On the brownfield Arrighi site at Vitry-sur-Seine, the consortium sunk a 50-m-deep shaft to launch the two tunnel boring machines (TBMs). The first, named Aby, began its westward drive toward Villejuif-Louis Aragon last June, while Marina headed eastward, toward Créteil l’Échat, in late December. These gigantic machines with an outer diameter of 9.87 meters and a length of 122 meters will tunnel, respectively, 4.3 kilometres and 2.8 kilometres at a rate of 12 to 16 metres a day, or 300 metres a month. Owing to the nature of the subsoil and certain geological conditions, a slurry shield tunnel boring machine was chosen for the excavation. “Compared with other TBMs, this model is better suited to high-permeability, low-density soil,” explains Benjamin Kitzis, Director of tunnelling operations at Bouygues Travaux Publics.


Package T3A is the extreme western section of Line 15 South that runs through the municipalities of Sèvres, Boulogne-Billancourt, and Issy-les-Moulineaux. The Horizon consortium is building 4.2 kilometres of tunnel, two stations, and several related structures as well as the shaft for launching the tunnel boring machine. The underground line will pass beneath the River Seine three times. Unlike for Package T2A, here the consortium is using an Earth-pressure-balance TBM. “Since the surface of the launch area is very confined, we didn’t have room to set up a slurry separation plant,” explains Richard Desvignes, Tunnel equipment manager at Bouygues Travaux Publics. And unlike with a slurry shield TBM, the excavated material is then transported by conveyor belt from the bottom of the shaft to barges on the Seine.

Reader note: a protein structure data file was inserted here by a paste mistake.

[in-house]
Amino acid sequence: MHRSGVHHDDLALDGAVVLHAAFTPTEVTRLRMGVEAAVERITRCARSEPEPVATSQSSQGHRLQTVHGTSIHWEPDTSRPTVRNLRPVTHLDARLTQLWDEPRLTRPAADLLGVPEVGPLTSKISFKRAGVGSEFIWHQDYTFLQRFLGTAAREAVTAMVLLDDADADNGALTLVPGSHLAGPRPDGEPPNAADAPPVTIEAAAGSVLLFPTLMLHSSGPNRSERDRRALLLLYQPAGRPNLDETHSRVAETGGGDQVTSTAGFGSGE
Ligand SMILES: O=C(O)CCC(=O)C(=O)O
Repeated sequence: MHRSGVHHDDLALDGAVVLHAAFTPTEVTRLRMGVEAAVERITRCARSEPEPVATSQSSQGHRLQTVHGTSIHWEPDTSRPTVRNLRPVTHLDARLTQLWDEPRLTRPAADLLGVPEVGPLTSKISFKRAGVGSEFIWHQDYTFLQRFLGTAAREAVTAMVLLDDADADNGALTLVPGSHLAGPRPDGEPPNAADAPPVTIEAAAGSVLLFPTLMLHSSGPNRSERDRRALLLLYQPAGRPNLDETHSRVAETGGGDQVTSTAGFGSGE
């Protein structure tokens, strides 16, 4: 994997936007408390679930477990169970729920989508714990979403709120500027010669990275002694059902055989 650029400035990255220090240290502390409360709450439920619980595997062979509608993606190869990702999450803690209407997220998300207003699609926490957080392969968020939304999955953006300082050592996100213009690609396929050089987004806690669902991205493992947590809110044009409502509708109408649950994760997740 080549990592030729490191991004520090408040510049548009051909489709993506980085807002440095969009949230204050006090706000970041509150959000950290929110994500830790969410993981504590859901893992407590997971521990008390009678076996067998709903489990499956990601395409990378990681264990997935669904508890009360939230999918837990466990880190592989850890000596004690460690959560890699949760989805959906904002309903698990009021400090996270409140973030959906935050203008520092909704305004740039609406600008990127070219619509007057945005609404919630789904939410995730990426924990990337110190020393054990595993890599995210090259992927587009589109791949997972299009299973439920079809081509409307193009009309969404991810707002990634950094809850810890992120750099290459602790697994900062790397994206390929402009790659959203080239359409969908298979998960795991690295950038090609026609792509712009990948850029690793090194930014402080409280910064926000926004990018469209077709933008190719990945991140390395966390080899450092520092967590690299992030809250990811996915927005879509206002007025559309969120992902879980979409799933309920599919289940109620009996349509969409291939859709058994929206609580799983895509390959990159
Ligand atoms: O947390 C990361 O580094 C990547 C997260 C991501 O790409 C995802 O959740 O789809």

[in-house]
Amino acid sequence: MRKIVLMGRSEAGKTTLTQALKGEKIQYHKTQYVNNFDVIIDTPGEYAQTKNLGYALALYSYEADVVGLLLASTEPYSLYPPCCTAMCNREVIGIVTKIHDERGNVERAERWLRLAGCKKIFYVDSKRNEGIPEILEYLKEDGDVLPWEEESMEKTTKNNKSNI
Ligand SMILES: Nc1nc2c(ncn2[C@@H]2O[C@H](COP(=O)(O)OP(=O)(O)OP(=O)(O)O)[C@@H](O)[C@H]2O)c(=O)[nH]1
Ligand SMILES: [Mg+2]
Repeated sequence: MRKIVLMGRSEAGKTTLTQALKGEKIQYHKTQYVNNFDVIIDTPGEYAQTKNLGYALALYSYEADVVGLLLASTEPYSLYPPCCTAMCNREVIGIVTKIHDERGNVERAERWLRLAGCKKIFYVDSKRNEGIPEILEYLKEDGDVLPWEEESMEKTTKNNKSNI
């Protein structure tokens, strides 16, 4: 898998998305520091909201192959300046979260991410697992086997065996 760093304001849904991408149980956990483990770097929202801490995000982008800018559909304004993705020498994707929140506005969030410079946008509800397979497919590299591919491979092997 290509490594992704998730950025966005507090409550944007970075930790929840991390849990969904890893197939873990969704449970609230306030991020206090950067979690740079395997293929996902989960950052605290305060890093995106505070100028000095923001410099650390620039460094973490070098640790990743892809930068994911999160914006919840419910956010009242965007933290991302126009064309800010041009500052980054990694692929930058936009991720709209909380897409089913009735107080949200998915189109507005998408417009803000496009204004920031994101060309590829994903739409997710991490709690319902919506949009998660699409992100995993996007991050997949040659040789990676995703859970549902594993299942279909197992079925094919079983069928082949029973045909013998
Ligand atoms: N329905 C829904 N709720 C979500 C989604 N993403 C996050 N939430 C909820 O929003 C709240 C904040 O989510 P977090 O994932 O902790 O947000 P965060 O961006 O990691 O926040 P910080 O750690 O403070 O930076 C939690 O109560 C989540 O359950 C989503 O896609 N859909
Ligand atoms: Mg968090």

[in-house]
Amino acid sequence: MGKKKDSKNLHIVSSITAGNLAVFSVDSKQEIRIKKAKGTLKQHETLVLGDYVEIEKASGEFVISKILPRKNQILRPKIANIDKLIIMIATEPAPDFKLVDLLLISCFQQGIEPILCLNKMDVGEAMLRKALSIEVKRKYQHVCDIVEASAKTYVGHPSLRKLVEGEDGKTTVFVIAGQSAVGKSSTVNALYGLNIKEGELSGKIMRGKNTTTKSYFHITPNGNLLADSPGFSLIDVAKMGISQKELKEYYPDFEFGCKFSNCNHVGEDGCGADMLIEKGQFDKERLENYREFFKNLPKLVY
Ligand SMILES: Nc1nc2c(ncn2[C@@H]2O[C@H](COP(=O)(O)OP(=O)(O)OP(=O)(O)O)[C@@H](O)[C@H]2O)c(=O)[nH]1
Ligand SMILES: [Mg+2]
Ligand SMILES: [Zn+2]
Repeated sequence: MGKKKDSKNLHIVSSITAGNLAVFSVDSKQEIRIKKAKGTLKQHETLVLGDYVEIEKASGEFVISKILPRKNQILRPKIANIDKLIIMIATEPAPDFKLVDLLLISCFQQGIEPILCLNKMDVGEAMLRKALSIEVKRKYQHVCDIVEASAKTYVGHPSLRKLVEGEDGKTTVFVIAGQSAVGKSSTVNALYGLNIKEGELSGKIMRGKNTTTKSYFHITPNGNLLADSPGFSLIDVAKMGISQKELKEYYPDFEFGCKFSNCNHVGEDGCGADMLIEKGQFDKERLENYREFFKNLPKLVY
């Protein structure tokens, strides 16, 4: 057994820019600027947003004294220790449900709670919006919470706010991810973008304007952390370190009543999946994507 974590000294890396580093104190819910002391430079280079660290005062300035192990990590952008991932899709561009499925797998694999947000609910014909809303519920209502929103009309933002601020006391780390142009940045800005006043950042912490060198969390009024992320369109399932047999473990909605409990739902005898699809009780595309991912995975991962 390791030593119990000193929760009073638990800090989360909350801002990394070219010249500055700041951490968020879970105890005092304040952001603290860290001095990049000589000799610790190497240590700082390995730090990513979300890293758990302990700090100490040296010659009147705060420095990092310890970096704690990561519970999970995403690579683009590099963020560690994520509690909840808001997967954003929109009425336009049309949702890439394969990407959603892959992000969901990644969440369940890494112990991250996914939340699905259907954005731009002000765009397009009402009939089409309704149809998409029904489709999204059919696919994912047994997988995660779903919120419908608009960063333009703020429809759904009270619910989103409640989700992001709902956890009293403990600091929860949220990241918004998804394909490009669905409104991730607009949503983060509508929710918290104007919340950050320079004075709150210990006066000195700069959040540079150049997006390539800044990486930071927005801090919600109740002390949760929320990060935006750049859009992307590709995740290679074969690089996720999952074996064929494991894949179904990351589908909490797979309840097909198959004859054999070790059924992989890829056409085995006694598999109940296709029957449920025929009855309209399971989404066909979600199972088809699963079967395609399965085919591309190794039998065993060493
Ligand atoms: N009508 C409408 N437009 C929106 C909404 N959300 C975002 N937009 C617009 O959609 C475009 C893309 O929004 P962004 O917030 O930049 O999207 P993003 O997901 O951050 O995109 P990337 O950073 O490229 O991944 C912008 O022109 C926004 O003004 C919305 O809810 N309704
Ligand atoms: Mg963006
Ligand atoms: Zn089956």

At the foot of the skyscrapers at La Défense, Bouygues Travaux Publics is digging a 6.1-km tunnel that will connect the La Défense business district to Haussmann-Saint Lazare railway station and then extend the RER E rail line to the west. A new station at Porte Maillot is also part of the project. On Avenue Gambetta in Courbevoie, workers have sunk a shaft over 38 metres deep to launch the tunnel boring machine. Called “Virginie”, the tunnel boring machine is named after Virginie Blivet, personal assistant to the Project director at SNCF Réseau. It is the largest machine currently in operation in Paris, thanks to its length of 90 metres and diameter of 11.1. It has been specially designed for this project being carried out in a very dense urban area with the support of a team from the German TBM manufacturer Herrenknecht. It advances at rate of between 8 and 16 metres every day. The Eole worksite is being carried out by a consortium led by Bouygues Travaux Publics, with Razel-Bec, Sefi-Intrafor, Eiffage Génie Civil and Eiffage Fondations, and is worth a total of €600 million.